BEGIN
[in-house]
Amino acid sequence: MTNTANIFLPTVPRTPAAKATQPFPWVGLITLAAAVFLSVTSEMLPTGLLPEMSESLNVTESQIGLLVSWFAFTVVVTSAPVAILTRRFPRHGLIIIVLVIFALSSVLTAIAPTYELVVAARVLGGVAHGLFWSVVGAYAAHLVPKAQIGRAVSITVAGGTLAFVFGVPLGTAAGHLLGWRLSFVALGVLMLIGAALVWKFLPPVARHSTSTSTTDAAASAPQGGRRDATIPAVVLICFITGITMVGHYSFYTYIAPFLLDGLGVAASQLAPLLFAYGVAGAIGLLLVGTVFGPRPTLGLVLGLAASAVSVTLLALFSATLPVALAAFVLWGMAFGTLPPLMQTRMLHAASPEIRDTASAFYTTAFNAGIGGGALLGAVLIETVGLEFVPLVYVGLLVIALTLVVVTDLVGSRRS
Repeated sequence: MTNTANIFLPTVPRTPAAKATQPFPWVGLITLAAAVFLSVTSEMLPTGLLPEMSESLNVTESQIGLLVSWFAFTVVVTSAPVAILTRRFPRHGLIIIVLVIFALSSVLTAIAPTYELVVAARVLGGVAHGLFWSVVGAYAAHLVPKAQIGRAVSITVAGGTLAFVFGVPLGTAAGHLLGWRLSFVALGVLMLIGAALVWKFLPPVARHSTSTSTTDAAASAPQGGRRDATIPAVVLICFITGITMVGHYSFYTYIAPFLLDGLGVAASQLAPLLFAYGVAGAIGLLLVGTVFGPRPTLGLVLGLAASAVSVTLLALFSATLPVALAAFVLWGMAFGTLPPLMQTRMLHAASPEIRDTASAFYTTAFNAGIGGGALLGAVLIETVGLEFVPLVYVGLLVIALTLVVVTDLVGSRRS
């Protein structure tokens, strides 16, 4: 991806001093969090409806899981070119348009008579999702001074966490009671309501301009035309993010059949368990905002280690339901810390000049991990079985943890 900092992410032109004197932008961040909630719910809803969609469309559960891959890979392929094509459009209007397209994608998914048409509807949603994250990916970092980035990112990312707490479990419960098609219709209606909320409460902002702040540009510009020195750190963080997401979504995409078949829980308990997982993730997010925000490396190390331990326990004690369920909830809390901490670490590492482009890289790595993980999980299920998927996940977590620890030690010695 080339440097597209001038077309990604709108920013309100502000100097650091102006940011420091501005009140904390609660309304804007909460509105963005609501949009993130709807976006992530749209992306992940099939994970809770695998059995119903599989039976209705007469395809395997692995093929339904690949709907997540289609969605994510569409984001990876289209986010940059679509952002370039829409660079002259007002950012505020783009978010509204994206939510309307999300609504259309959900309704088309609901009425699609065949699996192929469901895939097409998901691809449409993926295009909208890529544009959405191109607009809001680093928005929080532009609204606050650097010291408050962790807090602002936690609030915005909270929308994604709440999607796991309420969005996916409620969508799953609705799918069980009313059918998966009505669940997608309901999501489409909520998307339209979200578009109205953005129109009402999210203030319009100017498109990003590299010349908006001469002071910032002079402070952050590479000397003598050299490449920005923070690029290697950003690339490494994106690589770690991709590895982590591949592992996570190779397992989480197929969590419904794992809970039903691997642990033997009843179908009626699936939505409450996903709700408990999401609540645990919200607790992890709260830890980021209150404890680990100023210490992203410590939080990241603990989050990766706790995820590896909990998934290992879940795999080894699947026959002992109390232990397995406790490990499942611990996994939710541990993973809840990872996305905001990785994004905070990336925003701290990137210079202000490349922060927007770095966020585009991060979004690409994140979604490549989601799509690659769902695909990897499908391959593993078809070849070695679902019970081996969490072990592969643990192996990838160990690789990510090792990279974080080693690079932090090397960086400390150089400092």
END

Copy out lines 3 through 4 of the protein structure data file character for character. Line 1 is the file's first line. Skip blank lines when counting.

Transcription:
Repeated sequence: MTNTANIFLPTVPRTPAAKATQPFPWVGLITLAAAVFLSVTSEMLPTGLLPEMSESLNVTESQIGLLVSWFAFTVVVTSAPVAILTRRFPRHGLIIIVLVIFALSSVLTAIAPTYELVVAARVLGGVAHGLFWSVVGAYAAHLVPKAQIGRAVSITVAGGTLAFVFGVPLGTAAGHLLGWRLSFVALGVLMLIGAALVWKFLPPVARHSTSTSTTDAAASAPQGGRRDATIPAVVLICFITGITMVGHYSFYTYIAPFLLDGLGVAASQLAPLLFAYGVAGAIGLLLVGTVFGPRPTLGLVLGLAASAVSVTLLALFSATLPVALAAFVLWGMAFGTLPPLMQTRMLHAASPEIRDTASAFYTTAFNAGIGGGALLGAVLIETVGLEFVPLVYVGLLVIALTLVVVTDLVGSRRS
């Protein structure tokens, strides 16, 4: 991806001093969090409806899981070119348009008579999702001074966490009671309501301009035309993010059949368990905002280690339901810390000049991990079985943890 900092992410032109004197932008961040909630719910809803969609469309559960891959890979392929094509459009209007397209994608998914048409509807949603994250990916970092980035990112990312707490479990419960098609219709209606909320409460902002702040540009510009020195750190963080997401979504995409078949829980308990997982993730997010925000490396190390331990326990004690369920909830809390901490670490590492482009890289790595993980999980299920998927996940977590620890030690010695 080339440097597209001038077309990604709108920013309100502000100097650091102006940011420091501005009140904390609660309304804007909460509105963005609501949009993130709807976006992530749209992306992940099939994970809770695998059995119903599989039976209705007469395809395997692995093929339904690949709907997540289609969605994510569409984001990876289209986010940059679509952002370039829409660079002259007002950012505020783009978010509204994206939510309307999300609504259309959900309704088309609901009425699609065949699996192929469901895939097409998901691809449409993926295009909208890529544009959405191109607009809001680093928005929080532009609204606050650097010291408050962790807090602002936690609030915005909270929308994604709440999607796991309420969005996916409620969508799953609705799918069980009313059918998966009505669940997608309901999501489409909520998307339209979200578009109205953005129109009402999210203030319009100017498109990003590299010349908006001469002071910032002079402070952050590479000397003598050299490449920005923070690029290697950003690339490494994106690589770690991709590895982590591949592992996570190779397992989480197929969590419904794992809970039903691997642990033997009843179908009626699936939505409450996903709700408990999401609540645990919200607790992890709260830890980021209150404890680990100023210490992203410590939080990241603990989050990766706790995820590896909990998934290992879940795999080894699947026959002992109390232990397995406790490990499942611990996994939710541990993973809840990872996305905001990785994004905070990336925003701290990137210079202000490349922060927007770095966020585009991060979004690409994140979604490549989601799509690659769902695909990897499908391959593993078809070849070695679902019970081996969490072990592969643990192996990838160990690789990510090792990279974080080693690079932090090397960086400390150089400092």